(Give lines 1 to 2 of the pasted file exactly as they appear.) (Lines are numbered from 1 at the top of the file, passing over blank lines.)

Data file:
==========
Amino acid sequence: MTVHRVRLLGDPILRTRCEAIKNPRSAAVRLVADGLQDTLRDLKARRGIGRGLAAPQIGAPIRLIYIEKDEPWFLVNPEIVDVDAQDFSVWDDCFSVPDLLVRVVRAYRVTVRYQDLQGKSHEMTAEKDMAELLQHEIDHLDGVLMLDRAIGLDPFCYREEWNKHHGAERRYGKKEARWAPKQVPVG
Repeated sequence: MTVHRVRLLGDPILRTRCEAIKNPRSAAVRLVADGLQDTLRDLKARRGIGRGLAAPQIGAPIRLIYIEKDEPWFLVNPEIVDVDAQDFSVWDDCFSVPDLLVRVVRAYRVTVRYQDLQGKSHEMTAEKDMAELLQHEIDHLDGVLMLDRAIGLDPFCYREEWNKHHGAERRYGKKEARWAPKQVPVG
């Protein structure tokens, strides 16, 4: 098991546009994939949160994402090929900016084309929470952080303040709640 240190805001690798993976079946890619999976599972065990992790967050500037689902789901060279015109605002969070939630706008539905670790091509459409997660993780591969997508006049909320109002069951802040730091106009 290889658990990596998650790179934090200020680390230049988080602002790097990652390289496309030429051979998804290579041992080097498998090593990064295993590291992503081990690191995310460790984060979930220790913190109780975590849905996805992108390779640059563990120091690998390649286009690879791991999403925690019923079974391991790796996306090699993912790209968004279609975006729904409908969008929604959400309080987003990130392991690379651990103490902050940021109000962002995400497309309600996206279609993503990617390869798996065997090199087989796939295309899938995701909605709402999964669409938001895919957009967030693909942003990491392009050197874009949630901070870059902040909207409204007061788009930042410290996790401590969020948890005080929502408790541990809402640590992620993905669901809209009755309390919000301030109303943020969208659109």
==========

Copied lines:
Amino acid sequence: MTVHRVRLLGDPILRTRCEAIKNPRSAAVRLVADGLQDTLRDLKARRGIGRGLAAPQIGAPIRLIYIEKDEPWFLVNPEIVDVDAQDFSVWDDCFSVPDLLVRVVRAYRVTVRYQDLQGKSHEMTAEKDMAELLQHEIDHLDGVLMLDRAIGLDPFCYREEWNKHHGAERRYGKKEARWAPKQVPVG
Repeated sequence: MTVHRVRLLGDPILRTRCEAIKNPRSAAVRLVADGLQDTLRDLKARRGIGRGLAAPQIGAPIRLIYIEKDEPWFLVNPEIVDVDAQDFSVWDDCFSVPDLLVRVVRAYRVTVRYQDLQGKSHEMTAEKDMAELLQHEIDHLDGVLMLDRAIGLDPFCYREEWNKHHGAERRYGKKEARWAPKQVPVG